Our third winter has again been quite different from the past two. I wasn’t looking forward to it because last winter seemed to be hard and lasted forever. But due to our multiple moves it seemed like spring came around much faster. This winter’s theme has been ‘doing nothing’. Ofcourse we haven’t really been doing nothing, but we just wanted to get some rest, and not make any immediate plans. After our second move to our current house, I was completely drained. I was still feeling the after effects of having a baby, the brain fog was only just starting to lift. We desperately needed to get some rest. And winter is perfect for that: there is not much to do in the garden, the weather isn’t very inviting most of the time, and our new (to us) couch has a high snuggle-up factor.

Over the past few months we’ve settled in nicely. We made it our goal to connect with the neighbours and the village down the road right away. We went to the new years ‘voeux’, which is a community event where new inhabitants are welcomed and you eat a kind of pie and drink champagne. Ofcourse we as Dutch people among the French stand out a bit, and Frida always draws attention. The French do seem to love babies! Even the men go all coo-coo over her, which is very normal apparently. The Dutch men seem to think themselves too cool for that. We have also met our potential first French friends, people our own age. And we’ve had a big lunch over at the neighbours, so we’re doing our best to have more of a social life outside the house.

Daily Life in the Morvan - 3rd Winter
Daily Life in the Morvan - 3rd Winter

Frida turned 6 months in February, and she had her first day at ‘la crèche’ right away. She’s still going only a few mornings a week, but it’s as much for her as it is for us. Having her go to the crèche makes us feel more part of the French lifestyle. We get to experience how they raise and feed their children, and we can adapt our rhythms to that as well. I’ve learned a bunch of new words too (basically all the ways you can speak about ‘sleeping’, or rather ‘not sleeping’) and am slowly improving again. This step towards independence and integration was the right thing to do, and we are still feeling confident about our move to France. It’s funny, some people are still like ‘oh so you’re really staying!’. It has always been our intention, but I guess we change plans so often people don’t know what to expect anymore.

Daily Life in the Morvan - 3rd Winter
Daily Life in the Morvan - 3rd Winter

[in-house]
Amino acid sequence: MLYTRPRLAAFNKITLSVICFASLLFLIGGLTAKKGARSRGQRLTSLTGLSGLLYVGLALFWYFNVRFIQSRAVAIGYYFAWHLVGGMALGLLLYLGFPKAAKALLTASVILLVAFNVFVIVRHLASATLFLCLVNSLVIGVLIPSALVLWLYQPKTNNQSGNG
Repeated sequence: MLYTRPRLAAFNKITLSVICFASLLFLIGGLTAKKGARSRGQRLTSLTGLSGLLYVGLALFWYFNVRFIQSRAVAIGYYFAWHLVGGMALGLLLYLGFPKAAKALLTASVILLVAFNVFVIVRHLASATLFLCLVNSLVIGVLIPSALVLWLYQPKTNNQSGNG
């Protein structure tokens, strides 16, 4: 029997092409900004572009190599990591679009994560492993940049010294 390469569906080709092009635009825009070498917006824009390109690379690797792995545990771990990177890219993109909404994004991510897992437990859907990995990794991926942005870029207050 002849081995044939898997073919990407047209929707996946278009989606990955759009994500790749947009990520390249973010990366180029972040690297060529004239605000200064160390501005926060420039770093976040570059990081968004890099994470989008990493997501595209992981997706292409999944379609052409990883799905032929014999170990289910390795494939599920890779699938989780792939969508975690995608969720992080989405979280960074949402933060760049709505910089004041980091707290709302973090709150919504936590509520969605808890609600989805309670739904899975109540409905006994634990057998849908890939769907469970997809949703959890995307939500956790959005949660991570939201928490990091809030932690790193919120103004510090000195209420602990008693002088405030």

We’re still working out what our next step will be. Figuring out what we want is an ongoing process. We say we want to build our own house, but at the same time we’re not sure we want a project that lasts one to two years. We say we need more space in case we have another kid, but we keep looking at small houses and even tiny houses. We say we want to maybe buy a house but nothing we see gets us really excited. Lately we’ve been talking about completely stripping our van and rebuilding it. There’s just so many options, how do you figure out what you really want? I read this interesting article that said you should choose your struggles, not your goals. So say you want to get fitter, are you willing to exercise daily? If not, then you don’t really want that and you can let it go. So I’m trying to look more at the ‘struggles’ that we’d need to go through to get to our goals, and see if we can choose the right direction that way.

Until then, we have a great little house to live in. It’s tiny, again, but for us still the biggest house we’ve lived in so far. And it’s only 50m2 (540 square feet), haha. The view is amazing and we’re enjoying it every day. I’m looking forward to spending our summer here, getting garden going again. We’re finally getting some chickens, and we also have permission to put up the yurt again! This time it will just be for visitors, but maybe we’ll spend a few nights there ourselves, too. I have a feeling our third year in France will be a good one!

2 Comments

  1. Mirza

    : Reply to Mirza

    I love these posts! I have a 2 month old (and I am French), and one of the construction workers at my house “had to” kiss her goodbye. Crazy !
    Regarding the house situation, my approach to it was to find something that I liked enough (for me it was a huge old farm with a beautiful garden right in the middle of a little town. It needed to be completely renovated, which I liked: anything was possible and I could use environment friendly materials), make it into something I love, but at the same time keep it “sellable” in case we want to move. I also wasn’t sure that I wanted it to take a couple of years, but it’s actually a good thing. It gives you time to think things through !
    Couldn’t you start by building a tiny house in which you keep options for potential extensions later on when you feel the need for it? And don’t worry about the timeframe too much, every step of it is enjoyable and time flies by.

    • Lisa Kievits

      :

      Thank you for your lovely comment! Yes, what’s with the kissing babies! No need to start THAT early right :). Thanks for sharing your story, it sounds like you found an amazing place. We’re thinking of building a straw bale house too, but a doubt is exactly whether it would be ‘sellable’.

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